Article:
“Let’s step carefully into the dark / Once we’re in I’ll remember my way around”, Mitski sings at the start of her new album, Laurel Hell. After a self-imposed three-year hiatus, it’s a wry acknowledgement of how draining this kind of performance can be. For five albums and years of non-stop touring, Mitski has been laying herself bare for public consumption. This kind of break would be a death sentence for relevance in most cases, but Mitski’s music has a longevity and timeliness afforded to few artists. Like Frank Ocean or D’Angelo, her cultural significance has only grown in the silence between releases.
After those opening lines, it feels like no time has passed. In terms of songwriting, Laurel Hell is classic Mitski – in its incisive lyricism, its slow-burning dread and its crushing portrayal of modern living.
What separates Laurel Hell from her previous material is a pointed shift to upbeat ’80s pop, which juxtaposes her heavy lyrics with desperate moments of optimism. ‘Love Me More’ and ‘The Only Heartbreaker’ nail this approach, in part because it’s never straightforward catharsis. These are knotted, off-kilter pop songs about desire in the face of inevitable misery. The woozy syncopation of single ‘Working For The Knife’ lays the musical groundwork for this more skewed version of pop bombast.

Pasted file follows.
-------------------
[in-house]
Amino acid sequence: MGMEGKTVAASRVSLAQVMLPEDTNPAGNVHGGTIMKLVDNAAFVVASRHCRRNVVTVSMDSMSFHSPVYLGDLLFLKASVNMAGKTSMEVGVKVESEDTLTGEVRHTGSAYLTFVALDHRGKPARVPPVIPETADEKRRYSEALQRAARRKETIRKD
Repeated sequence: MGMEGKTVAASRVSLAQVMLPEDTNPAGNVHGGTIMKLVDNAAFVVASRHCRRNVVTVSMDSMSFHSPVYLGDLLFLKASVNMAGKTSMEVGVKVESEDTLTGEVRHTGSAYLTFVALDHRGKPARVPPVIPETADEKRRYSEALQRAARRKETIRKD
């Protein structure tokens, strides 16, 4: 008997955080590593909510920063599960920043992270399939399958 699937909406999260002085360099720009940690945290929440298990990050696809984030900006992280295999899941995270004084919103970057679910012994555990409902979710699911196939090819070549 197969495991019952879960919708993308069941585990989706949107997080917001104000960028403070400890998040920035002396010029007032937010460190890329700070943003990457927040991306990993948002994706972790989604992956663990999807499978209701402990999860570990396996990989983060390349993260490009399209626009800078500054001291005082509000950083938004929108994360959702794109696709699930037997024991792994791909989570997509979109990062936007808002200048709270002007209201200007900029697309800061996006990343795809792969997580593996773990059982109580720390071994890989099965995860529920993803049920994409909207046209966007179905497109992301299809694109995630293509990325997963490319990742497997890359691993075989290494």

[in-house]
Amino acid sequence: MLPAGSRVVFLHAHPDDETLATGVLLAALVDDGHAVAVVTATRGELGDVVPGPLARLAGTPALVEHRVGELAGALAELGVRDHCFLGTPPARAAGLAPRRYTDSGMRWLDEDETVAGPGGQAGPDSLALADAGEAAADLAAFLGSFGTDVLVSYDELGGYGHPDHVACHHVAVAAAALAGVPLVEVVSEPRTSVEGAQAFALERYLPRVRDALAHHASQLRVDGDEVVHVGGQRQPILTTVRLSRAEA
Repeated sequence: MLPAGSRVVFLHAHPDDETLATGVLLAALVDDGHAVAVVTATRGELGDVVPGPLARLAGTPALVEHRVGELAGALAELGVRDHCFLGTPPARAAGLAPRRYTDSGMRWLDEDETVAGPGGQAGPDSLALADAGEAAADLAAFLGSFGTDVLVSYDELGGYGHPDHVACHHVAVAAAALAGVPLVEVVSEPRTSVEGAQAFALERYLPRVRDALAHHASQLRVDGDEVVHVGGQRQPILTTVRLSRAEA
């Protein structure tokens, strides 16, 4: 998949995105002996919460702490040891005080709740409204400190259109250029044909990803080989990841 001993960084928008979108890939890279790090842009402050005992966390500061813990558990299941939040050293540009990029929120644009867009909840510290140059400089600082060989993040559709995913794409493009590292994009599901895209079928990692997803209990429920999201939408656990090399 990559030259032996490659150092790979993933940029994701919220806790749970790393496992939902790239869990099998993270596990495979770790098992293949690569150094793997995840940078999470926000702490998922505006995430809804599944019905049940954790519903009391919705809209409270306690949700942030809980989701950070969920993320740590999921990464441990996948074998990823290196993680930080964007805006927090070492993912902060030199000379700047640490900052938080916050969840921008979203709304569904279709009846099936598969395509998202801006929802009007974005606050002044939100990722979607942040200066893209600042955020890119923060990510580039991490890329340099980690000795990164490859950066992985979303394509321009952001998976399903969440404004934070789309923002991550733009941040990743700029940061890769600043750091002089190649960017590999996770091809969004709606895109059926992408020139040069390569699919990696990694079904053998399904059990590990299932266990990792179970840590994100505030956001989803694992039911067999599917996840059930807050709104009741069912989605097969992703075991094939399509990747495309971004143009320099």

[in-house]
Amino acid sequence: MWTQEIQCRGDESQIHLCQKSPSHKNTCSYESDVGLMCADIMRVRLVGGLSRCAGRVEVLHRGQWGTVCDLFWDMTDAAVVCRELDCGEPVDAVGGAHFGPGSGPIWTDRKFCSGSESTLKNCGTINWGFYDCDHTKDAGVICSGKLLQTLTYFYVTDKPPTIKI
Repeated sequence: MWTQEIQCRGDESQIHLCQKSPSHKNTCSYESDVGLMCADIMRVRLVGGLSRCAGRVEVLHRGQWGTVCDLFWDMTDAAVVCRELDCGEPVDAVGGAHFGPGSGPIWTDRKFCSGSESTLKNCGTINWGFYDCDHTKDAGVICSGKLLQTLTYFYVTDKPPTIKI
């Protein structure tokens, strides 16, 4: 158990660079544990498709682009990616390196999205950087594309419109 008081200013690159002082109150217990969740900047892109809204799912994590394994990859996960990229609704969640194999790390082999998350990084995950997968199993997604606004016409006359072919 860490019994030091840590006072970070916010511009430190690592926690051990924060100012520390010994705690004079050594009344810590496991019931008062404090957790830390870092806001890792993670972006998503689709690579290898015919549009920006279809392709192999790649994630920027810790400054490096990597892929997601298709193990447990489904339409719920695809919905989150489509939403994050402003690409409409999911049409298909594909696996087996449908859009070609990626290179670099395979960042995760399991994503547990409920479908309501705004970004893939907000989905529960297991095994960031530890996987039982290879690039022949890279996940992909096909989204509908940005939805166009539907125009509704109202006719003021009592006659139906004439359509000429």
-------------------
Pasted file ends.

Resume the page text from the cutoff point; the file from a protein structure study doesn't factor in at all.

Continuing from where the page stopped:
‘Should’ve Been Me’ and closer ‘That’s Our Lamp’ fare less well with this sound, with plain and unflattering dance beats that rely too heavily on pastiche, rather than trusting the song at the core. The cluttered conclusion of the latter is an especially limp moment to end on. More successful is the restrained horror of songs like ‘Everyone’, which gives Mitski’s voice room to captivate on its own. Eerie lopsided drum loops and a droning synth are all we have to centre ourselves, until a piano coda shines through to underline the final lyric: “Sometimes I think I am free / Until I find I’m back in line again”.
There are moments of real magic on Laurel Hell, but it’s only half-invested in the sound it’s chosen for itself, leading to a frustratingly detached listening experience on an album that begs for physicality.
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